Derby Pie Is The Rich Kentucky Dessert Infused With Bourbon

When it comes to the Kentucky Derby — America's premiere competitive horse race — there are as many traditions as there are spectators. Women are expected to wear outlandish hats, while viewers are plied with mint juleps if they require refreshment. And if a Derby participant should have a hankering for dessert, they must have a slice of the classic derby pie. 

Depending on where you dine, your derby pie filling can be an amalgamation of chocolate and pecans or chocolate and walnuts, with a flaky pastry crust supporting its gooey interior. One nearly constant ingredient is that signature splash of Kentucky bourbon, a mainstay of the Southern bar and kitchen. Of course, actually calling your dessert a derby pie may land you with a hefty fine and possibly a lawsuit for copyright infringement: In the 1960s, the baked good company Kern's Kitchen — based in Louisville — slapped a trademark on the Derby-Pie name. Today, Kern's produces hundreds of Derby-Pies a day, made with walnuts, chocolate, and a number of other secret ingredients. The company isn't afraid to fight for its trademark, either, having sued other food service establishments and even Bon Appetit magazine for using the term (via NPR). Still, the pie has enough fans to make it a ubiquitous household dessert, even if it does often go under names like "chocolate pecan pie" or "Kentucky bourbon pie." So what's the story behind this Kentucky classic?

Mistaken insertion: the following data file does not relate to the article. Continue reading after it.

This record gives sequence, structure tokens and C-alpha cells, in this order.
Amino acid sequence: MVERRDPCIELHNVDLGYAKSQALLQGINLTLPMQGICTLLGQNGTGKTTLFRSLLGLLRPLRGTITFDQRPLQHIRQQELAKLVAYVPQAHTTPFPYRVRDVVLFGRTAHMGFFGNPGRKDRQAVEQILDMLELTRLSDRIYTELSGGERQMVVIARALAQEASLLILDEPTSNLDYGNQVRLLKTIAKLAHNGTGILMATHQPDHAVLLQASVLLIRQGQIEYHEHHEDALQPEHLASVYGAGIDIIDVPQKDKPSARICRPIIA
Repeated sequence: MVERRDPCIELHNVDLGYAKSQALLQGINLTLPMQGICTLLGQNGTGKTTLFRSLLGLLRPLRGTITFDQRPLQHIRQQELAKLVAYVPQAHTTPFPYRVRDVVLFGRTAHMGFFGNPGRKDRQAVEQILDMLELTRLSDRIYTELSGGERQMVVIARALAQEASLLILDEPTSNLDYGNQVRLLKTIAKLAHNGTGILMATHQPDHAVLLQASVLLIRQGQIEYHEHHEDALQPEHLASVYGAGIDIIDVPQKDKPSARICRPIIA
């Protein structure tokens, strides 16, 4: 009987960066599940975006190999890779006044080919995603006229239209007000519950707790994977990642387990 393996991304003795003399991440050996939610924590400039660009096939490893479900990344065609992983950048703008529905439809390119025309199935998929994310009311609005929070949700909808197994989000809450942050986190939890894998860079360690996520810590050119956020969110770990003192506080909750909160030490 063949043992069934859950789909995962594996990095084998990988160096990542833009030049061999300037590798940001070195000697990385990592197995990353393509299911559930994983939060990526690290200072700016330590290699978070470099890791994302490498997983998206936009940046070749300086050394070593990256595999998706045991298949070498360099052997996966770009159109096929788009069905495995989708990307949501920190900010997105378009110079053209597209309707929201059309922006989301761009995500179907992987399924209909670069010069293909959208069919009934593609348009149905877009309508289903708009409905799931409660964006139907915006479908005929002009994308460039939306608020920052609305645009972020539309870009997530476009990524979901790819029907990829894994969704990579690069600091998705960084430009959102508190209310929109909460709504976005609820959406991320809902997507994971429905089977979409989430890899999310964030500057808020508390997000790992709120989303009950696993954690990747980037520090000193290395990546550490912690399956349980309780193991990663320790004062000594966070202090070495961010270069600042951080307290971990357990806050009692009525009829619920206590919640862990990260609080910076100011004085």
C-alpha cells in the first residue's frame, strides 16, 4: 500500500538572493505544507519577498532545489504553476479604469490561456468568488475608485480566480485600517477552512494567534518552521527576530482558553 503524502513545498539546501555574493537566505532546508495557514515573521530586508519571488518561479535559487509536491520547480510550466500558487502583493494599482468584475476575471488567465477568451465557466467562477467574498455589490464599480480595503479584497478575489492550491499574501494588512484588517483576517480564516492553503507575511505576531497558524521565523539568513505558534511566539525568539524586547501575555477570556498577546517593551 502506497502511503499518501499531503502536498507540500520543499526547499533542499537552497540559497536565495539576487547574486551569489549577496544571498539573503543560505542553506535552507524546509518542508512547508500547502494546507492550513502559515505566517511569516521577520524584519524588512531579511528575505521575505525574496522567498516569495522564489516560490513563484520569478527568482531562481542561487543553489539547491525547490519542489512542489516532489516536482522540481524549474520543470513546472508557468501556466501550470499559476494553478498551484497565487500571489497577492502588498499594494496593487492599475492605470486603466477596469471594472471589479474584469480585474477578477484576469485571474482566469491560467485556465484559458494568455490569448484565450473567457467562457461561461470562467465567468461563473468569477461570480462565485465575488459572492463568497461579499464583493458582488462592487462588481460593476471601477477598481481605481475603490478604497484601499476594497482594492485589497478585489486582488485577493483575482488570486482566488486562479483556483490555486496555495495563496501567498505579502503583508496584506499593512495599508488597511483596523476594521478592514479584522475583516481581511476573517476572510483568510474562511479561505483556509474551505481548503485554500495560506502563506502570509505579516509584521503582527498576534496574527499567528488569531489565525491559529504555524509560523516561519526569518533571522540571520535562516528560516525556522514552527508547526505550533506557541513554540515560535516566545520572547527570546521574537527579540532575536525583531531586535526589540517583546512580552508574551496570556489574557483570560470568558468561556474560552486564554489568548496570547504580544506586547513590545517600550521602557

A nutty and chocolate-rich classic

According to Kern Kitchen lore, the derby pie first popped up in 1954 at the Melrose Inn in Louisville, Kentucky, run by Leaudra and Walter Kern. Their chocolate and walnut pie was made without bourbon, a key difference between this mainstay and the many offshoots to follow. In fact, this bit of bourbon became the way most restaurants and magazines sidestepped any trademark legal troubles, dubbing their pies "Kentucky bourbon pie." Still, this bourbon addition is relatively small, with usually only two tablespoons called for — and much of that booze bakes off anyway. Pecans, the unofficial nut of the South, also usurped the walnut in popularity as bakers found the derby pie format a perfect way to create a chocolate-rich take on a pecan pie. 

Often, chocolate chips or chopped chocolate are mixed with toasted pecans, then suspended in a corn syrup, egg, and brown sugar filling. The crust is a traditional buttery pastry shell, but some double chocolate derby pies will use a cocoa-infused pie crust. If you really want to drive the bourbon flavor home, you can accompany each slice of the pie with a bourbon-infused whipped cream.

Although the pie is most commonly associated with the horse race held on the first Saturday in May, it's also not unusual to see it served during Thanksgiving and Christmas feasts. But whether you make it to toast the Derby or the holiday season, this Kentucky pie will fit the bill for a classic treat.